Spanish mackerel is one of my favourite fish.
And this one is deliciously simple enough for anyone to cook at home.
“The earliest booking they have is 9pm” Mysaucepan says.
“That suits me just fine … we can avoid the hip crowd” I say. “We might even score a park on a busy Saturday evening!”
If you happen to be the daughter of a celebrity chef like Neil Perry who is opening a restaurant in Sydney, is there any other suburb to do it other than in Darlinghurst, Surry Hills or Potts Point?
Missy French, Potts Point
There has been a fair bit written about how French or un-French the deco is and I just fail to see the point as I could care less. So what if it is a mixture of naked grey bricks, bare concrete walls, exposed electricals and plumbing on the ceiling?
It’s Potts Point after all and the pedigree of the restaurateur is at stake because I am more curious about what’s going to be on my plate tonight.
Looking rather busy albeit composed, Josephine Perry greets us warmly at front of house. And at 9pm, the party in this dining room is anywhere from pre-dinner drinks to dessert though I am pleasantly surprised the crowd is leaning towards the knowledgeable mature than the want-to-be-seens so prevalent around here.
Call it modern Mediterranean if you will because a French pissaladière is less wholesome, rather crisp and thin with olive slices, caramelized onions and anchovies.
Mysaucepan is happily sipping a glass of 2012 Chateau Langlois sancerre with citrusy hints of lemon in the tradition of a sauvignon blanc, except it’s more refined than ours in Australia.
“This is a celebration for my bonus after all” she coos.
I raised my glass of H2O to her. “Here’s to more hard work this year” I say. “It’s gonna keep you nice and trim.”
Spanish mackerel cutlet
You know you’re having modern French when the waitress tells you the small and main plates on the menu are all meant to be shared. Perhaps our geography being close to Asia has influenced the way we eat over the last couple of decades as many Italian restaurants in Sydney have introduced shared plates.
I have never seen Spanish mackerel other than whole or in cutlet form in seafood markets and it is one of my favourite home recipes.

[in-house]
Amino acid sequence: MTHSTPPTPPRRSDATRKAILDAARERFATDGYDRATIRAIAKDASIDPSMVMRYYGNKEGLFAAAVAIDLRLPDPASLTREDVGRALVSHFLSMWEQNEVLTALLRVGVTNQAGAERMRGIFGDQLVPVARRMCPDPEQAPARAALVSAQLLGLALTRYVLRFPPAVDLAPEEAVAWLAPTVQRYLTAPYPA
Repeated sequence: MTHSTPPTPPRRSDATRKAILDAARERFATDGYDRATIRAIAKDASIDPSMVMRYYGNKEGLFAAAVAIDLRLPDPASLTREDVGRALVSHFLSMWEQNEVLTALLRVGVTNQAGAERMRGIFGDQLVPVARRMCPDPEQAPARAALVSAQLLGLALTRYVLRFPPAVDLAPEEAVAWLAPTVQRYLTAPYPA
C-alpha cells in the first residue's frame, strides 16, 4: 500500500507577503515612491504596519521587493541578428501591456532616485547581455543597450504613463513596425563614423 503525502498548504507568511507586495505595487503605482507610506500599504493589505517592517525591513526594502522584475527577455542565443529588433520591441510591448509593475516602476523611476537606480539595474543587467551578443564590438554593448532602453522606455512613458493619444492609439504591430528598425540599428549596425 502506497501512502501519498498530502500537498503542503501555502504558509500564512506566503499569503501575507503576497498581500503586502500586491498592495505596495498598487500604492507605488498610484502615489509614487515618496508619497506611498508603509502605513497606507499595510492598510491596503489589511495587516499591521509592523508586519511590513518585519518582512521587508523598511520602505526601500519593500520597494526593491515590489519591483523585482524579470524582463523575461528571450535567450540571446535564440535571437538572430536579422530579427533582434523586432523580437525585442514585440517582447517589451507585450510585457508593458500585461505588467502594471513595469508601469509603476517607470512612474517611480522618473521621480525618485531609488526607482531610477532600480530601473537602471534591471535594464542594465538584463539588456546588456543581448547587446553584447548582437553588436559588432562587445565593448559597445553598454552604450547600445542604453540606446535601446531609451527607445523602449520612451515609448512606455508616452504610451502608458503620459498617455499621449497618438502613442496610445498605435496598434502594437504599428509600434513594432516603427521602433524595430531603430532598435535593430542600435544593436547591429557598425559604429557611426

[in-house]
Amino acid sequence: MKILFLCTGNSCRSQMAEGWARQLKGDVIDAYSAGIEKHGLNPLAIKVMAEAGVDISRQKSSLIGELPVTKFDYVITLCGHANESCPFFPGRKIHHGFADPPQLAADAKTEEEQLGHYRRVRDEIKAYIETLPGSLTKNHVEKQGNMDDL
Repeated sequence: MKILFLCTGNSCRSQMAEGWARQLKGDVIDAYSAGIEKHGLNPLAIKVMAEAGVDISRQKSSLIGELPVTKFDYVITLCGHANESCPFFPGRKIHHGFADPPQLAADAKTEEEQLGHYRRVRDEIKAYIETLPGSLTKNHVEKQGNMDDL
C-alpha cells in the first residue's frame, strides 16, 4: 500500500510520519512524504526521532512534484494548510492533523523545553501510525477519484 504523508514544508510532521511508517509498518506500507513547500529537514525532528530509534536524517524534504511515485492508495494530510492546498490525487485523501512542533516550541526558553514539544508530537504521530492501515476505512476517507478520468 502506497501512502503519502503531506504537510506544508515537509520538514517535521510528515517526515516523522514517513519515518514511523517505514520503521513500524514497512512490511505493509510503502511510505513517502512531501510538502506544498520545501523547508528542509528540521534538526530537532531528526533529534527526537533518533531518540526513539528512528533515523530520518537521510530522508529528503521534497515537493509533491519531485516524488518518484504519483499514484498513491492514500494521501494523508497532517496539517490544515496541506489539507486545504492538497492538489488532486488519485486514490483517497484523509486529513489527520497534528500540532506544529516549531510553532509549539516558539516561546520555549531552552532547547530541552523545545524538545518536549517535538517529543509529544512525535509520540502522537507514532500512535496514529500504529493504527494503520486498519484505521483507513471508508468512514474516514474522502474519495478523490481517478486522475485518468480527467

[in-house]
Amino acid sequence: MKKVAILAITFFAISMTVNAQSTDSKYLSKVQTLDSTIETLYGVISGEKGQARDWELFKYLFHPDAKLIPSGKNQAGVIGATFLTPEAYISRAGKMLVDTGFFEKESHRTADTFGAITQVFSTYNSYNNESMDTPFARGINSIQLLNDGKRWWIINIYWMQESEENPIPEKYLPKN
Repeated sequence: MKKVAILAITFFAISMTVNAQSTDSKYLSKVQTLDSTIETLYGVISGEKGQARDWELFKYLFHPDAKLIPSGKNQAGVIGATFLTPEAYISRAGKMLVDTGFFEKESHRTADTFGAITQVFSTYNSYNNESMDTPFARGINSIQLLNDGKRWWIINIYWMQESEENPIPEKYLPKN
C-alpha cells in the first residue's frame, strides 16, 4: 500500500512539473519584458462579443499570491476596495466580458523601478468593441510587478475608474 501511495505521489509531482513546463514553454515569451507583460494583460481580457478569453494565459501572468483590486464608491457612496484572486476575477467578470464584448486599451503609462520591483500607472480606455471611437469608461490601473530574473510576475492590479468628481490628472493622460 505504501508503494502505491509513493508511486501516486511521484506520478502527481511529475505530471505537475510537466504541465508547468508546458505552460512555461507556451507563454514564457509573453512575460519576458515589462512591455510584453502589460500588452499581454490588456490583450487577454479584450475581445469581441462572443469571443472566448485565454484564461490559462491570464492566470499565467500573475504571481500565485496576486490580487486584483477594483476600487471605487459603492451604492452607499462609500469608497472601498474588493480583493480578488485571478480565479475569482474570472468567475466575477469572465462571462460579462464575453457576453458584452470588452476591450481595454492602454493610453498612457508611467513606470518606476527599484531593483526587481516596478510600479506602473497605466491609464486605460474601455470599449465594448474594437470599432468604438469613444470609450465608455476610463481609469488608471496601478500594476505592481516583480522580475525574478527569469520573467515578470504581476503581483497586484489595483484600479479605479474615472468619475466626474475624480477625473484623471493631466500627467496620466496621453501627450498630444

Topped with fresh lemon, baby capers and micro herbs, mackerel is deliciously firm with its flaky white flesh. All it needs is a squeeze of lemon juice and a good sprinkle of salt and black pepper.
Is this style of fish typically French? Frankly, I don’t really care because it’s fresh, executed well and you bet I’m going to replicate it at home, perhaps with a dose of fresh chilli and olive oil.
Pithivier with mushy peas and jus
Mysaucepan‘s pithivier is more theatrically French because the house could not resist pouring the jus at our table.
Underneath the crisp golden brown pastry is strands of succulent pork cheek and though I’m not a big fan of mushy peas, I could excuse this one by closing my eyes and pretend it cauliflower puree instead.
I make no apologies being a staunch and loyal fan of BBQ chook at Nando’s. In terms of bold chargrilled flavour and taste, most BBQ poultry comes second to Nando’s in my books, including this one here.
Don’t get me wrong though. This BBQ spatchcock is crisp and nicely caramelized. Tastewise, it could use a bit more seasoning though a creamy verjuice on the side is savoury and might just pull this bird back from Portuguese to French territory.
Missy French entremet
The Missy French entremet is not quite an in-between because its light and airy chocolate mousse is a rather pleasant pit stop.
It’s a pit stop because Missy French appears like she is evolving and I feel the urge to check her out a little more closely on my next visit. She is refreshingly light without the uppity air of a traditional French eating institution. The menu is friendly even if your French is no better than Yiddish while the wine list is succinctly to the point with stalwarts from Burgundy, Bordeaux and Rhone with a sprinkling of local Aussies.
Clearly absent is voluptuous dairy, cream and rich béchamel in favour of restrained elegance. If you will, Missy French is more of a modern day Juliette Binoche than a buxom Brigitte Bardot in the traditional sense.
And these days, that’s how I prefer my French.
So dear readers, do you place more importance on deco or food in a French restaurant?
22 Rockwall Crescent, Potts Point
New South Wales
Tel: +61 2 8599 4912
Opening hours: Lunch Friday to Sunday from 12pm Dinner 7 nights from 6pm.